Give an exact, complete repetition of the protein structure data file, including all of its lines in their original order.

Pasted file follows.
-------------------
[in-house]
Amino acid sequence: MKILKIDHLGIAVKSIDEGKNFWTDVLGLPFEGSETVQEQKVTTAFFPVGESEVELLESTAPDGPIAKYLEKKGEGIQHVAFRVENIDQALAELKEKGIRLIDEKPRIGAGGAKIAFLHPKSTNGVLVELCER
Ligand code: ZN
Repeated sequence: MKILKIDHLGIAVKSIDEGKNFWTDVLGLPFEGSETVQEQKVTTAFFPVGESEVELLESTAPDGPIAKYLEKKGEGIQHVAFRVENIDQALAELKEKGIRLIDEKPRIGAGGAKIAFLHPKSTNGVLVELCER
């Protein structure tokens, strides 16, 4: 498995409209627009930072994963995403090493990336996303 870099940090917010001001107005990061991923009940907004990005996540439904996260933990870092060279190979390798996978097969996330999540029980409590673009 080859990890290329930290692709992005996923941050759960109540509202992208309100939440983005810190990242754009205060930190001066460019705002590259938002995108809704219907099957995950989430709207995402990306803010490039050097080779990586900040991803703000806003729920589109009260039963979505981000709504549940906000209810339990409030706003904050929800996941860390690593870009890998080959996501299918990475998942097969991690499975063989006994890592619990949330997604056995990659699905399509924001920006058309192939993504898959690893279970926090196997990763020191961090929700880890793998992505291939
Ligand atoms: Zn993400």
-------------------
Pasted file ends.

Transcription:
[in-house]
Amino acid sequence: MKILKIDHLGIAVKSIDEGKNFWTDVLGLPFEGSETVQEQKVTTAFFPVGESEVELLESTAPDGPIAKYLEKKGEGIQHVAFRVENIDQALAELKEKGIRLIDEKPRIGAGGAKIAFLHPKSTNGVLVELCER
Ligand code: ZN
Repeated sequence: MKILKIDHLGIAVKSIDEGKNFWTDVLGLPFEGSETVQEQKVTTAFFPVGESEVELLESTAPDGPIAKYLEKKGEGIQHVAFRVENIDQALAELKEKGIRLIDEKPRIGAGGAKIAFLHPKSTNGVLVELCER
């Protein structure tokens, strides 16, 4: 498995409209627009930072994963995403090493990336996303 870099940090917010001001107005990061991923009940907004990005996540439904996260933990870092060279190979390798996978097969996330999540029980409590673009 080859990890290329930290692709992005996923941050759960109540509202992208309100939440983005810190990242754009205060930190001066460019705002590259938002995108809704219907099957995950989430709207995402990306803010490039050097080779990586900040991803703000806003729920589109009260039963979505981000709504549940906000209810339990409030706003904050929800996941860390690593870009890998080959996501299918990475998942097969991690499975063989006994890592619990949330997604056995990659699905399509924001920006058309192939993504898959690893279970926090196997990763020191961090929700880890793998992505291939
Ligand atoms: Zn993400």